Great hub, although not everyone is so secretive when it comes to money, at least that's what i perceive with my friends and myself.


    This website uses cookies

    As a user in the EEA, your approval is needed on a few things. To provide a better website experience, uses cookies (and other similar technologies) and may collect, process, and share personal data. Please choose which areas of our service you consent to our doing so.

    For more information on managing or withdrawing consents and how we handle data, visit our Privacy Policy at:

    Show Details
    HubPages Device IDThis is used to identify particular browsers or devices when the access the service, and is used for security reasons.
    LoginThis is necessary to sign in to the HubPages Service.
    Google RecaptchaThis is used to prevent bots and spam. (Privacy Policy)
    AkismetThis is used to detect comment spam. (Privacy Policy)
    HubPages Google AnalyticsThis is used to provide data on traffic to our website, all personally identifyable data is anonymized. (Privacy Policy)
    HubPages Traffic PixelThis is used to collect data on traffic to articles and other pages on our site. Unless you are signed in to a HubPages account, all personally identifiable information is anonymized.
    Amazon Web ServicesThis is a cloud services platform that we used to host our service. (Privacy Policy)
    CloudflareThis is a cloud CDN service that we use to efficiently deliver files required for our service to operate such as javascript, cascading style sheets, images, and videos. (Privacy Policy)
    Google Hosted LibrariesJavascript software libraries such as jQuery are loaded at endpoints on the or domains, for performance and efficiency reasons. (Privacy Policy)
    Google Custom SearchThis is feature allows you to search the site. (Privacy Policy)
    Google MapsSome articles have Google Maps embedded in them. (Privacy Policy)
    Google ChartsThis is used to display charts and graphs on articles and the author center. (Privacy Policy)
    Google AdSense Host APIThis service allows you to sign up for or associate a Google AdSense account with HubPages, so that you can earn money from ads on your articles. No data is shared unless you engage with this feature. (Privacy Policy)
    Google YouTubeSome articles have YouTube videos embedded in them. (Privacy Policy)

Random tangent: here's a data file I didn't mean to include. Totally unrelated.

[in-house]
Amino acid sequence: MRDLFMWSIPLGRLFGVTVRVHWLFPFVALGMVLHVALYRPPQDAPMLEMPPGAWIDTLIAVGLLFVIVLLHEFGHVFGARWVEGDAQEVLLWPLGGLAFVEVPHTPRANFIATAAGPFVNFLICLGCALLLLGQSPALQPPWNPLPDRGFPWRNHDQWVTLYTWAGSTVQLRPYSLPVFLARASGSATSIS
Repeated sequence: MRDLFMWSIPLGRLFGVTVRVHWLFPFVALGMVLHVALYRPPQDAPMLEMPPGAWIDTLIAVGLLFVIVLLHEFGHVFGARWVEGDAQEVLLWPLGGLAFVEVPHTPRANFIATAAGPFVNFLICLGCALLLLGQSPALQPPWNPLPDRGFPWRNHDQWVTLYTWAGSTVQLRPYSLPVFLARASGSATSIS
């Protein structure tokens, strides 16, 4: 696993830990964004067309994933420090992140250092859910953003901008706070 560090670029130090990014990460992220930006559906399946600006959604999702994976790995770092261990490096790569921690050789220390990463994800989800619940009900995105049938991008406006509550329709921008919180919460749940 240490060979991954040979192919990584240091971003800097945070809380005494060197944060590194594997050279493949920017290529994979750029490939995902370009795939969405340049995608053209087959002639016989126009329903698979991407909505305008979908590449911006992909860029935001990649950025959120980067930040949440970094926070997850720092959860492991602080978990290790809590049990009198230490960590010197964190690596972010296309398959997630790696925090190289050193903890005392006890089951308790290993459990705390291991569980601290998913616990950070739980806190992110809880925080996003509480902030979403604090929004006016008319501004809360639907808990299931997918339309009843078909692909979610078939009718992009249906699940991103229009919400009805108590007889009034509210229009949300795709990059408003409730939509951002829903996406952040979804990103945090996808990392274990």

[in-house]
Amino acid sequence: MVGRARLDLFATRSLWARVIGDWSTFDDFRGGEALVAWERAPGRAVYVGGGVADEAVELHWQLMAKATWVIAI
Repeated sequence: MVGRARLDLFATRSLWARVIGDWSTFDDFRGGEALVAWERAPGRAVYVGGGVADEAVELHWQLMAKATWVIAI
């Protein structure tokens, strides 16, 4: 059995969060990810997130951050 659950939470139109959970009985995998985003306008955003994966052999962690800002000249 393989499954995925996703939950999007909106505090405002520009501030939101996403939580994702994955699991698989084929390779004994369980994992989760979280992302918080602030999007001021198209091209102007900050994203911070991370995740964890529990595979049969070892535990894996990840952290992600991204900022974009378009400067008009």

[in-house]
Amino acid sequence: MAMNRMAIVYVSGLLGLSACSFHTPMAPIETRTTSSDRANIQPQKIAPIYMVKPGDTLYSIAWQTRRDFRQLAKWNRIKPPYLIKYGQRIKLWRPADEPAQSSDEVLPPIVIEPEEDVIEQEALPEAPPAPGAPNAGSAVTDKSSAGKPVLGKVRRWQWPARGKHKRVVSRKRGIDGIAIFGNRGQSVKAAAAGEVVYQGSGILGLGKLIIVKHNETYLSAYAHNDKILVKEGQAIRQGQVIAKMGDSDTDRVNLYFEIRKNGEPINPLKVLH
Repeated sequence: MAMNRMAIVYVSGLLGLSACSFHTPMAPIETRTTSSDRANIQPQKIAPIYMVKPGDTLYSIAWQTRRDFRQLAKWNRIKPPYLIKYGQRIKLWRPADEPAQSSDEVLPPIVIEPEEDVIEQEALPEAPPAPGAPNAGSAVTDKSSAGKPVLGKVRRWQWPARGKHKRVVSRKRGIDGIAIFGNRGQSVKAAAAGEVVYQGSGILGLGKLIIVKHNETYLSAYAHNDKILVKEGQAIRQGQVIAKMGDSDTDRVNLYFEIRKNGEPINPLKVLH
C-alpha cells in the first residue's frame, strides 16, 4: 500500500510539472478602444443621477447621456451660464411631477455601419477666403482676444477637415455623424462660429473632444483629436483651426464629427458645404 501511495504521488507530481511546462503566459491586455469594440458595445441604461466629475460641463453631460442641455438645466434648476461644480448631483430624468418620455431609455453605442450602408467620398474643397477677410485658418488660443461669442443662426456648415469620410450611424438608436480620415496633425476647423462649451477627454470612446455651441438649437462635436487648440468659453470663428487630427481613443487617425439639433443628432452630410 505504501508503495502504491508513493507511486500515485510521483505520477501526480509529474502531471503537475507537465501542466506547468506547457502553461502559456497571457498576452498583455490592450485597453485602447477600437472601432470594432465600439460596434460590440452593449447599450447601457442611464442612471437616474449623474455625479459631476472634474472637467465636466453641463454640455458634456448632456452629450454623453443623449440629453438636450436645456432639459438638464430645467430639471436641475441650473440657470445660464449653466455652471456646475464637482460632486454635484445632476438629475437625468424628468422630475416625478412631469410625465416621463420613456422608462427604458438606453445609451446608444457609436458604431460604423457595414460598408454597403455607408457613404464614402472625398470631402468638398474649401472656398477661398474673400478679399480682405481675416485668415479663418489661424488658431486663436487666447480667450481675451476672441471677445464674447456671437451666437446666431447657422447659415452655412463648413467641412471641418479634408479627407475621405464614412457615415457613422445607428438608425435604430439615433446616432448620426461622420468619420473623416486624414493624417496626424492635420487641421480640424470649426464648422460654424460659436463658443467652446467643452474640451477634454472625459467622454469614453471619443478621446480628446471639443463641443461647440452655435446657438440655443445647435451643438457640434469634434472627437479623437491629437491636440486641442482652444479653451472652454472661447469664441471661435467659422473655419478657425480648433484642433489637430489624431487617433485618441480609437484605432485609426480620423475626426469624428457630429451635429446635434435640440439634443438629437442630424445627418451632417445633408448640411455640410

VimeoSome articles have Vimeo videos embedded in them. (Privacy Policy)
    PaypalThis is used for a registered author who enrolls in the HubPages Earnings program and requests to be paid via PayPal. No data is shared with Paypal unless you engage with this feature. (Privacy Policy)
    Facebook LoginYou can use this to streamline signing up for, or signing in to your Hubpages account. No data is shared with Facebook unless you engage with this feature. (Privacy Policy)
    MavenThis supports the Maven widget and search functionality. (Privacy Policy)
    Google AdSenseThis is an ad network. (Privacy Policy)
    Google DoubleClickGoogle provides ad serving technology and runs an ad network. (Privacy Policy)
    Index ExchangeThis is an ad network. (Privacy Policy)
    SovrnThis is an ad network. (Privacy Policy)
    Facebook AdsThis is an ad network. (Privacy Policy)
    Amazon Unified Ad MarketplaceThis is an ad network. (Privacy Policy)
    AppNexusThis is an ad network. (Privacy Policy)
    OpenxThis is an ad network. (Privacy Policy)
    Rubicon ProjectThis is an ad network. (Privacy Policy)
    TripleLiftThis is an ad network. (Privacy Policy)
    Say MediaWe partner with Say Media to deliver ad campaigns on our sites. (Privacy Policy)
    Remarketing PixelsWe may use remarketing pixels from advertising networks such as Google AdWords, Bing Ads, and Facebook in order to advertise the HubPages Service to people that have visited our sites.
    Conversion Tracking PixelsWe may use conversion tracking pixels from advertising networks such as Google AdWords, Bing Ads, and Facebook in order to identify when an advertisement has successfully resulted in the desired action, such as signing up for the HubPages Service or publishing an article on the HubPages Service.
    Author Google AnalyticsThis is used to provide traffic data and reports to the authors of articles on the HubPages Service. (Privacy Policy)
    ComscoreComScore is a media measurement and analytics company providing marketing data and analytics to enterprises, media and advertising agencies, and publishers. Non-consent will result in ComScore only processing obfuscated personal data. (Privacy Policy)
    Amazon Tracking PixelSome articles display amazon products as part of the Amazon Affiliate program, this pixel provides traffic statistics for those products (Privacy Policy)